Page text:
During Virginia Tech’s 24-3 humbling of Florida State on Labor Day, several Hokie defenders fell to the ground and called for medical help between plays, while the Seminole offense was moving to the line of scrimmage with pace. On at least one of those occasions, a lot of people thought they saw the Hokie take direction from his sideline before going down.
A lot of people made fun of this player:
Was Virginia Tech serially faking hurt to stop the game and slow FSU’s offense? Someone put basically that question to Noles coach Willie Taggart on Wednesday.
“It happened too often so it’s hard not to,” Taggart said, according to the Richmond Times-Dispatch. “It happened too often.”
Someone put the same question to Tech head coach Justin Fuente.
“My answer is that we had numerous issues with cramping and guys battling through bumps and bruises and nicks and things that they were fighting through,” he said, giving the media a world-class stiff arm and heading for the open field.
Whether Virginia Tech players were faking or not, its become a fairly common practice across the sport. A few games per year include teams widely accused of exaggerating or making up injuries to prevent fast-moving offenses from getting to the line and snapping the ball.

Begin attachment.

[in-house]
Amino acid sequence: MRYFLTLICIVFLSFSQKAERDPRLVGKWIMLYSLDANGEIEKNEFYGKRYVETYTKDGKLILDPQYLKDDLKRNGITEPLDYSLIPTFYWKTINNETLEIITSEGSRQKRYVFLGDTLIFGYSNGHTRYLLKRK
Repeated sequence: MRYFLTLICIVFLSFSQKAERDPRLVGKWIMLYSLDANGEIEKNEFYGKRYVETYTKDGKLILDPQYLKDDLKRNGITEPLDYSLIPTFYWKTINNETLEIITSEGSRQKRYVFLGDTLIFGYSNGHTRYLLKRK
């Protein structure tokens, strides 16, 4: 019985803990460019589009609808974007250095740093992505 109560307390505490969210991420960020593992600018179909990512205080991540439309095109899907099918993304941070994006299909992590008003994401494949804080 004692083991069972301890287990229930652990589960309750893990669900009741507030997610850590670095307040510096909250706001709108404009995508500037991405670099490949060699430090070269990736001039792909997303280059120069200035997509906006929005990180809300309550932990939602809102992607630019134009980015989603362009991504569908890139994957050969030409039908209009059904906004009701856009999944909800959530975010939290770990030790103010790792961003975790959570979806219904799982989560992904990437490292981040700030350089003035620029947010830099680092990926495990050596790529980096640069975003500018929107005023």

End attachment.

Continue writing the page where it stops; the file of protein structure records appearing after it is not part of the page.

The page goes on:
“It is what it is. I guess it’s part of football now,” Taggart said, per the Times-Dispatch. Until the NCAA put in rules to stop it, he said, he didn’t see why teams would stop.
At present, there isn’t a rule that deals explicitly with players who fake injuries for game-stopping purposes. The rulebook does call for a 5-yard delay-of-game penalty for “action clearly designed to delay the officials from making the ball ready.”
But some players who get accused of faking are likely not faking. Among football’s many problems, player safety is a much bigger one than injury-faking to stop up-tempo offenses. It seems like it’d be hard to make a rule against that without pressuring some really, truly injured players to just suck up their ailments, and that wouldn’t be good at all.